Book Reviews

The Passage by Justin Cronin – A review

I’ve got to admit, I never really planned on picking this book up, but the moment I set eyes on it, I knew I had to read it. With its silver, almost holographic cover design, I couldn’t not pick it up. It wasn’t until I held the book in my hand and felt the weight of its epic 963 pages that I realised just how much of a committment I was getting myself into.

Justin Cronin’s The Passage is an epic sci-fi novel, centring around a devastating plague that begins to take over humanity, turning people into violent, vampire-zombie hybrids with a taste for – you guessed it – blood. Throw in an odd young child with an unknown ‘power’ and a ragtag group of youth with a taste for answers, justice and adventure, and you’ve got yourself a prime sci-fi read. But just how readable is Cronin’s novel?

Well, in all honesty, I have to say, I expected more from this book. The first few hundred pages were incredibly captivating. With a cast of intriguing personalities, each one with a well fleshed-out background, motive and voice. The plot was perfectly comprehendible – although a little wild, but nothing out of the ordinary for a sci-fi epic – and Cronin’s writing was the perfect cross between fast-paced, simple and descriptive.

However, as the book continued, I found myself getting more and more bored with the story. Sure, it had some interesting plot points and settings, but overall I found that the major let-down was the characters. As much as I read on, the less I began to care for each of the characters laid out before me. Although there was the occasional attempt to flesh-out characters, there just wasn’t enough characterisation to pull me in. No matter who the characters were or what was happening, every character seemed to have the same voice, speaking the same tone and using the same words (including a particularly frustrating over-use of the word ‘flyers’ as an expletive). In a novel that clearly outlines its central characters, having different language and personality traits was something that should’ve been vital, but there just didn’t appear to be any attempt at setting the characters appart in any means but their personal interests.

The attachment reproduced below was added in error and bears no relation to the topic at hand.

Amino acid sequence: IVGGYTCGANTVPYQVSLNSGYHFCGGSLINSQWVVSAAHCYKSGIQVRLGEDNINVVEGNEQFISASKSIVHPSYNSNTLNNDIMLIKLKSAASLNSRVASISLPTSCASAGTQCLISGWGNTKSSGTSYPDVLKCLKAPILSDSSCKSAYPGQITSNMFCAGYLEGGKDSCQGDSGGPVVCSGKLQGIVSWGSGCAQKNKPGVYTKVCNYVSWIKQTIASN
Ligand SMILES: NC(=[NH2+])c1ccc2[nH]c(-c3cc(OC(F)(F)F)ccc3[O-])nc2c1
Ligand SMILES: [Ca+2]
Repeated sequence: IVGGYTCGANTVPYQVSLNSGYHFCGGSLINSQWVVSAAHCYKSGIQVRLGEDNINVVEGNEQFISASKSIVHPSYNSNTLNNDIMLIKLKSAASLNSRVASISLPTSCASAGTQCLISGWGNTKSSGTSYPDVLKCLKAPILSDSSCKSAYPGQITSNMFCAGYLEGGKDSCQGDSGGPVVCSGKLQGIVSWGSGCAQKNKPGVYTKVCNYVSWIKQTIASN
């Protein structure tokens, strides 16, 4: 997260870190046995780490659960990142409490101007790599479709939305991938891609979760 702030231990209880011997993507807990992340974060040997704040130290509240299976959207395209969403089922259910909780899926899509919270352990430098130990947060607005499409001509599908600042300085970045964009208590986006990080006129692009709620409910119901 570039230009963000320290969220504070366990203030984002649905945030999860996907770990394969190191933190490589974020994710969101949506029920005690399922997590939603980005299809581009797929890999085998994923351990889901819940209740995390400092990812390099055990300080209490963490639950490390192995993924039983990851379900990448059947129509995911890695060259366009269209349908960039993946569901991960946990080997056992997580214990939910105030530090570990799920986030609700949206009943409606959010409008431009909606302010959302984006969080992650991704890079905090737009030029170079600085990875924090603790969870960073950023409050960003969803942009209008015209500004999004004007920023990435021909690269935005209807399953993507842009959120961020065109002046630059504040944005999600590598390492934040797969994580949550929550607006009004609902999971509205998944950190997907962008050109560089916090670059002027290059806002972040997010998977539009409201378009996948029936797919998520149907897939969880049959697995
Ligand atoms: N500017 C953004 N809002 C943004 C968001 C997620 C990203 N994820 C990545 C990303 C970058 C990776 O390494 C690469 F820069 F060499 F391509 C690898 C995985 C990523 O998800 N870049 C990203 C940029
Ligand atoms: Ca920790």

Plot, too, became jumbled the more I read on. Characters were introduced, developed, and then completely disregarded in later chapters. Action scenes were incredibly sudden in comparison to the resting phases of the novel, comprising of a series of long, relatively mundane descriptions, which could easily have been cut from the novel without affecting the story. Not to mention, there was a strange amount of cuts between letters, third-person narrations and military reports. In the end, I found it difficult to tell which character was which, what they were meant to be doing and what the purposes of each of the plot points were.

So, was it worth the read? Well, for me, the novel taught me a very valuable lesson: don’t judge a book by its cover. Sure, if you’re into science fiction and post-apocalyptic drama, I wouldn’t be one to stop you. The premise is interesting and it did drag me along long enough for me to finish the novel. However, if you’re after something with a little more depth and characterisation, I’d probably recommend Stephen King’s similar novel The Stand instead.

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